There are disturbing trends in the continued under-representation of African American women in higher education, especially their attainment of post-baccalaureate and graduate degrees. This is an issue of major concern nationally, for the Black community, and for leaders in higher education. The fifteen scholars who contribute to this volume trace the trajectory of Black women in education, with a particular focus on higher education. These scholars combine research and personal narratives to explore educational issues ranging from historical accounts of Black female teachers in the nineteenth century, to the challenges and triumphs of being an activist researcher at the turn of the twenty-first century. The essays in this volume address specific historical, social, cultural, political, and academic issues that affect Black women in the academy, and provide readers with tangible examples of how these scholars have transcended some of the challenges in their pursuit of academic excellence. While these essays do not claim to provide the ""magic solution"" or a ""how-to-guide"" to success in higher education, they do raise thought-provoking issues critical to the success of Black women in higher education. This book uncovers issues, and proposes remedies, which will be of vital interest for anyone concerned with diversity and equity in higher education. It celebrates emergent scholars of African descent, who have used the challenges they have encountered in their journeys through the academy to create opportunities for success.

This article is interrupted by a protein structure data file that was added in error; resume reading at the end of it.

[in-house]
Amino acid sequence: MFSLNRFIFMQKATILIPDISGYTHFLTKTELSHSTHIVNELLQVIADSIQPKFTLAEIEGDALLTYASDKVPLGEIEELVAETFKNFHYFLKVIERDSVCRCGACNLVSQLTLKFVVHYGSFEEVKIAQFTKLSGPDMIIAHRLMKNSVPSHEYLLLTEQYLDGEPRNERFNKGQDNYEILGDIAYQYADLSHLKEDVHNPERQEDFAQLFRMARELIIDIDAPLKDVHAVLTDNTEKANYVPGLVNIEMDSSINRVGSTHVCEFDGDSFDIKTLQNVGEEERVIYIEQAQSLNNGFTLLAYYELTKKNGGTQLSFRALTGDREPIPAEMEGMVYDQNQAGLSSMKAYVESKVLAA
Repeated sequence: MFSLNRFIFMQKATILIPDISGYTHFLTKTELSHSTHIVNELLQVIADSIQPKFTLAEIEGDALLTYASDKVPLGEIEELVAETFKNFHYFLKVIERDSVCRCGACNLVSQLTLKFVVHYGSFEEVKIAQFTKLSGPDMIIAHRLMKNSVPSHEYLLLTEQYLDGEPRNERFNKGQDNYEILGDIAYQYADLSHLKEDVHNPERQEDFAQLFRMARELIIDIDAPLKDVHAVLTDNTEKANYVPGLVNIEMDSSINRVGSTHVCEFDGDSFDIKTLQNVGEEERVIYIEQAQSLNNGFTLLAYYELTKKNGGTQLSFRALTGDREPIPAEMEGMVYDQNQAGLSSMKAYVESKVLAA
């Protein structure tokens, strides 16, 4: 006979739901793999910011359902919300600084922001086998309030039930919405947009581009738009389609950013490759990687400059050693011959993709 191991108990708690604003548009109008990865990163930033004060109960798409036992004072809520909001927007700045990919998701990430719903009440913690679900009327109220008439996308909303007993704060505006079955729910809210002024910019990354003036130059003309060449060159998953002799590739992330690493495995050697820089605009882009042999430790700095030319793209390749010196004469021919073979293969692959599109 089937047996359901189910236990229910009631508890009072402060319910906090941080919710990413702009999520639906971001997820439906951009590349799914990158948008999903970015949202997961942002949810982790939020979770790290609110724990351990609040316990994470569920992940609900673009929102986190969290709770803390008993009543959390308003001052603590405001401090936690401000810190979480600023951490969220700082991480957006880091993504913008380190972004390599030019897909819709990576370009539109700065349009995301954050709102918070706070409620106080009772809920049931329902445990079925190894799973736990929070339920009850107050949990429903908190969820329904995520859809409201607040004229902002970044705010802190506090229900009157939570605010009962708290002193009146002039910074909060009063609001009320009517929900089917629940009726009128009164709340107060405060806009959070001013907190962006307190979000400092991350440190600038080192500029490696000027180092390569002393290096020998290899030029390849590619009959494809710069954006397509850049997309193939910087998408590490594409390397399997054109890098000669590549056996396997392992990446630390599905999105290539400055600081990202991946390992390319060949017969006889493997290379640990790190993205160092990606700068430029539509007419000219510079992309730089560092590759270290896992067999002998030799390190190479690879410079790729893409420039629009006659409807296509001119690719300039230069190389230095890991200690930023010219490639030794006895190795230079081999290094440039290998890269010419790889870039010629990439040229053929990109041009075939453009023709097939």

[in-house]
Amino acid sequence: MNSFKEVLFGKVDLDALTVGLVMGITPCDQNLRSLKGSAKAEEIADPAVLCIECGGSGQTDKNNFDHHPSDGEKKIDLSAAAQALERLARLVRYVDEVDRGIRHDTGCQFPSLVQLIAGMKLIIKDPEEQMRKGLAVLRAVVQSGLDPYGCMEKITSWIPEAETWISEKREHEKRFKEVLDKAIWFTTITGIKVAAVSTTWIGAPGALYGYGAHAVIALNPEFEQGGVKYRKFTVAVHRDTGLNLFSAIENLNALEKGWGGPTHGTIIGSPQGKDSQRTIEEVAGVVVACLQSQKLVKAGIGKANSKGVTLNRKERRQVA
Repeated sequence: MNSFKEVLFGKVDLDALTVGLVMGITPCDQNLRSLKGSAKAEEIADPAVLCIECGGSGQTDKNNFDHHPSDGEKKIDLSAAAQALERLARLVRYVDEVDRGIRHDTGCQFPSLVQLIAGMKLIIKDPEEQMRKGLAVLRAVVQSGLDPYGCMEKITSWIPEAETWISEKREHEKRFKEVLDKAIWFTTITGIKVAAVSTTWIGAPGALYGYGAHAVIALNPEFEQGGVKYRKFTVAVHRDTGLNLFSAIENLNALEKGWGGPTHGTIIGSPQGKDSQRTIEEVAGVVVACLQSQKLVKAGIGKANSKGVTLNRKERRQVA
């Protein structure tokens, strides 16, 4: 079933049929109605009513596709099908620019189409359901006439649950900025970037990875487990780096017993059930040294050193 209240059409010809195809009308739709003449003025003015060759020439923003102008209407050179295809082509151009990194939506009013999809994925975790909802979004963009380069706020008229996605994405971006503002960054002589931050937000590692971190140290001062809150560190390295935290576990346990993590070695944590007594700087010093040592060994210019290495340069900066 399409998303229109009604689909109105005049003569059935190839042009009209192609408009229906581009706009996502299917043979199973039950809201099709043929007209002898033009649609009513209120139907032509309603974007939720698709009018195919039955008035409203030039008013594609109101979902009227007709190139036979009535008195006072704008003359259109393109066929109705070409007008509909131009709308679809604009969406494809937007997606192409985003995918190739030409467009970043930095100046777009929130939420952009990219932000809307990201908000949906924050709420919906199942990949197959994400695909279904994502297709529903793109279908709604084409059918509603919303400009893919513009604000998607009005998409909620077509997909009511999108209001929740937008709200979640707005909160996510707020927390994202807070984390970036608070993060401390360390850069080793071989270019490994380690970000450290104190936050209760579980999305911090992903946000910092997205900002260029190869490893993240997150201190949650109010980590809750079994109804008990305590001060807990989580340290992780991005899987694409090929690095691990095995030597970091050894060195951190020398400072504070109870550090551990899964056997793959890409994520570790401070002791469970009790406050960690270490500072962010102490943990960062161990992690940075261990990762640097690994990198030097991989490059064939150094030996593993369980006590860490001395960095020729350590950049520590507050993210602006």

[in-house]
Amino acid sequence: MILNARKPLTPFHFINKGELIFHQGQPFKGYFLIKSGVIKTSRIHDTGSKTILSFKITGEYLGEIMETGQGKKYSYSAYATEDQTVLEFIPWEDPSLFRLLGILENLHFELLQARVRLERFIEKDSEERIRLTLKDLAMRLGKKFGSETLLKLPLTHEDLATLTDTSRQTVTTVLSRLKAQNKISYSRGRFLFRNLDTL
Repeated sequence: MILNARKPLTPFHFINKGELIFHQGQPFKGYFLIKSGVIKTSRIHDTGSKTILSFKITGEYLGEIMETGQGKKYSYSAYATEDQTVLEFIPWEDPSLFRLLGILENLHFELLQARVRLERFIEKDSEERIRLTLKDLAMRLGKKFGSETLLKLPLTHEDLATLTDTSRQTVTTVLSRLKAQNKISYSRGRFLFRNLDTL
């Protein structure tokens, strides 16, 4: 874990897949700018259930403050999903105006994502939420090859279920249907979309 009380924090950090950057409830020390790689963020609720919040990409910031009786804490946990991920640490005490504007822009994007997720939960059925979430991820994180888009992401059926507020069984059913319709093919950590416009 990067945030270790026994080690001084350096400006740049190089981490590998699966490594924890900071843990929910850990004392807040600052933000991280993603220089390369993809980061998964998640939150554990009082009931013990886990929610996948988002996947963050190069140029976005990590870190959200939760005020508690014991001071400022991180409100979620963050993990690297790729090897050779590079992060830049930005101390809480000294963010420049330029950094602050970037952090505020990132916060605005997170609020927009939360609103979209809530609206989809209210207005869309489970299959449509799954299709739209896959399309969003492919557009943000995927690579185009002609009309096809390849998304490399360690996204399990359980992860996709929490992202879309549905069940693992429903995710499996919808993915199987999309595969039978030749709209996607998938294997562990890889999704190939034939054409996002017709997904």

Reitumetse Mabokela Mabokela is an Assistant Professor in the Higher, Adult, and Lifelong Education program at Michigan State University; and Zine Magubane is currently an Associate Professor of Sociology and African Studies at the University of Illinois, Urbana. Anna L. Green received her Ph.D. in Educational Psychology from the Florida State University in Tallahassee. She is currently an assistant professor at Florida A&M University in the School of Business and Industry.